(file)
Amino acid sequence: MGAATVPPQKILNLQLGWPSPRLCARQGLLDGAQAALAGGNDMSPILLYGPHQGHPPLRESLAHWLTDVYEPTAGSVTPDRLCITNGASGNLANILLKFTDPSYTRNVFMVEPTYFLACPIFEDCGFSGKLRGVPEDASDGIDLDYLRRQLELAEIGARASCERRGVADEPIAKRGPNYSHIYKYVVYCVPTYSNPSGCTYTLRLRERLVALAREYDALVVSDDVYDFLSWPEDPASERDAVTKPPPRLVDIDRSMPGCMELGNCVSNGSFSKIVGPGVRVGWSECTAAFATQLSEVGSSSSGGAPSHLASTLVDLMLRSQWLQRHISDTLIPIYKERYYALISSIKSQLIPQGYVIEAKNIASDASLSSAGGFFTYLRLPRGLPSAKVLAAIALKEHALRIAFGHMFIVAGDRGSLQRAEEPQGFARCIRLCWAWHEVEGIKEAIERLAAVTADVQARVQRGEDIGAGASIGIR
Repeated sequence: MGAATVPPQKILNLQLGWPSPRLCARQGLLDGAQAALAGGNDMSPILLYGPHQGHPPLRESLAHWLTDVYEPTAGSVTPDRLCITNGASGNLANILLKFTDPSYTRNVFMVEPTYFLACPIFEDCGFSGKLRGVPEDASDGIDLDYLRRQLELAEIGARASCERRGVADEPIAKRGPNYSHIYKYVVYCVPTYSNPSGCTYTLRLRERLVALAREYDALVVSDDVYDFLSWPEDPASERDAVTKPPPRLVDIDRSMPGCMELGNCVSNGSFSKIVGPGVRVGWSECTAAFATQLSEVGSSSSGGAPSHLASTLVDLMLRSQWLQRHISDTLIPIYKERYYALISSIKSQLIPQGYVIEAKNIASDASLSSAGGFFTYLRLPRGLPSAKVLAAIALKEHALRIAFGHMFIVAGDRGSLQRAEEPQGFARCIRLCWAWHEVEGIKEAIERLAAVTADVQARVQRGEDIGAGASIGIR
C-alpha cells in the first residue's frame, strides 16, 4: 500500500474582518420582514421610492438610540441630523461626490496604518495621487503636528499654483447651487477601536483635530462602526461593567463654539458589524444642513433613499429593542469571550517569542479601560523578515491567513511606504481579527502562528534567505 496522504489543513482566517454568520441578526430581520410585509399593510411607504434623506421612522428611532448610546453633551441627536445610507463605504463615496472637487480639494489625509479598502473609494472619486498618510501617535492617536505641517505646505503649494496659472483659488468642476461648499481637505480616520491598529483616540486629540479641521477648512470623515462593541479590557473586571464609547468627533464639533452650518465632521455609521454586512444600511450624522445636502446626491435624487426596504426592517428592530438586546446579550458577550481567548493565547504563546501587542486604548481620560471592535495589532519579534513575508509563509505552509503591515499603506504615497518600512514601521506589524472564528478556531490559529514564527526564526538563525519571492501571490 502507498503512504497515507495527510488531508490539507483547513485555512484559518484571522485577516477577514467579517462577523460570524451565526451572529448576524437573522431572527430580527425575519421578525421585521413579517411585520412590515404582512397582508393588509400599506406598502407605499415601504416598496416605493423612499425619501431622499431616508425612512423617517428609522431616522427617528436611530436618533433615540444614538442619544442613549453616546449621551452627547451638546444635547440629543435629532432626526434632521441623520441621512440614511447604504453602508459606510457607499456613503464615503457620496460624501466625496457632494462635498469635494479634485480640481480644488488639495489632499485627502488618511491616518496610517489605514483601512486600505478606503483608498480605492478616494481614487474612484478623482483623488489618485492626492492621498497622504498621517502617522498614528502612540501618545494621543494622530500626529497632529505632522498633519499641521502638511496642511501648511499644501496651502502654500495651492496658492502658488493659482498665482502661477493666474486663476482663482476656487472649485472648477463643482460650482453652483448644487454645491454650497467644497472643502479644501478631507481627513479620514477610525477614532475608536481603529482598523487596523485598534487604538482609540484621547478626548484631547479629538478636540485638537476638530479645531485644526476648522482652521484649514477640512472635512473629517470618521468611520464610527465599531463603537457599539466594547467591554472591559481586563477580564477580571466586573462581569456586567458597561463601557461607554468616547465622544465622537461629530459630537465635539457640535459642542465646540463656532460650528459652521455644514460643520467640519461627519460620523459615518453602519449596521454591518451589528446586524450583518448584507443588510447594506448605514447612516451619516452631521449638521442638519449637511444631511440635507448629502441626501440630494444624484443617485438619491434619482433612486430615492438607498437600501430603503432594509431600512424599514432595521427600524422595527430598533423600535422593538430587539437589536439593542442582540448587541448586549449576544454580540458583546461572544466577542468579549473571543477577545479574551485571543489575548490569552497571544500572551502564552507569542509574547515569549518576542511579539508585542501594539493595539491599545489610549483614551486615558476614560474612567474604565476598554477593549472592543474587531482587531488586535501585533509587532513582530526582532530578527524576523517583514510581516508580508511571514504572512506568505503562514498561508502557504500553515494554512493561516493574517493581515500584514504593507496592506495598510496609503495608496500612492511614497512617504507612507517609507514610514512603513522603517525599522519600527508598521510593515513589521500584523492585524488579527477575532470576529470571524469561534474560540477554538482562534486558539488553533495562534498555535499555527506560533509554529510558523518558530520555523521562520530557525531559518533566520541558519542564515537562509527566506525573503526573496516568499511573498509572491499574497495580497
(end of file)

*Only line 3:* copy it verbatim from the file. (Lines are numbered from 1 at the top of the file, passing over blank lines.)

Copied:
C-alpha cells in the first residue's frame, strides 16, 4: 500500500474582518420582514421610492438610540441630523461626490496604518495621487503636528499654483447651487477601536483635530462602526461593567463654539458589524444642513433613499429593542469571550517569542479601560523578515491567513511606504481579527502562528534567505 496522504489543513482566517454568520441578526430581520410585509399593510411607504434623506421612522428611532448610546453633551441627536445610507463605504463615496472637487480639494489625509479598502473609494472619486498618510501617535492617536505641517505646505503649494496659472483659488468642476461648499481637505480616520491598529483616540486629540479641521477648512470623515462593541479590557473586571464609547468627533464639533452650518465632521455609521454586512444600511450624522445636502446626491435624487426596504426592517428592530438586546446579550458577550481567548493565547504563546501587542486604548481620560471592535495589532519579534513575508509563509505552509503591515499603506504615497518600512514601521506589524472564528478556531490559529514564527526564526538563525519571492501571490 502507498503512504497515507495527510488531508490539507483547513485555512484559518484571522485577516477577514467579517462577523460570524451565526451572529448576524437573522431572527430580527425575519421578525421585521413579517411585520412590515404582512397582508393588509400599506406598502407605499415601504416598496416605493423612499425619501431622499431616508425612512423617517428609522431616522427617528436611530436618533433615540444614538442619544442613549453616546449621551452627547451638546444635547440629543435629532432626526434632521441623520441621512440614511447604504453602508459606510457607499456613503464615503457620496460624501466625496457632494462635498469635494479634485480640481480644488488639495489632499485627502488618511491616518496610517489605514483601512486600505478606503483608498480605492478616494481614487474612484478623482483623488489618485492626492492621498497622504498621517502617522498614528502612540501618545494621543494622530500626529497632529505632522498633519499641521502638511496642511501648511499644501496651502502654500495651492496658492502658488493659482498665482502661477493666474486663476482663482476656487472649485472648477463643482460650482453652483448644487454645491454650497467644497472643502479644501478631507481627513479620514477610525477614532475608536481603529482598523487596523485598534487604538482609540484621547478626548484631547479629538478636540485638537476638530479645531485644526476648522482652521484649514477640512472635512473629517470618521468611520464610527465599531463603537457599539466594547467591554472591559481586563477580564477580571466586573462581569456586567458597561463601557461607554468616547465622544465622537461629530459630537465635539457640535459642542465646540463656532460650528459652521455644514460643520467640519461627519460620523459615518453602519449596521454591518451589528446586524450583518448584507443588510447594506448605514447612516451619516452631521449638521442638519449637511444631511440635507448629502441626501440630494444624484443617485438619491434619482433612486430615492438607498437600501430603503432594509431600512424599514432595521427600524422595527430598533423600535422593538430587539437589536439593542442582540448587541448586549449576544454580540458583546461572544466577542468579549473571543477577545479574551485571543489575548490569552497571544500572551502564552507569542509574547515569549518576542511579539508585542501594539493595539491599545489610549483614551486615558476614560474612567474604565476598554477593549472592543474587531482587531488586535501585533509587532513582530526582532530578527524576523517583514510581516508580508511571514504572512506568505503562514498561508502557504500553515494554512493561516493574517493581515500584514504593507496592506495598510496609503495608496500612492511614497512617504507612507517609507514610514512603513522603517525599522519600527508598521510593515513589521500584523492585524488579527477575532470576529470571524469561534474560540477554538482562534486558539488553533495562534498555535499555527506560533509554529510558523518558530520555523521562520530557525531559518533566520541558519542564515537562509527566506525573503526573496516568499511573498509572491499574497495580497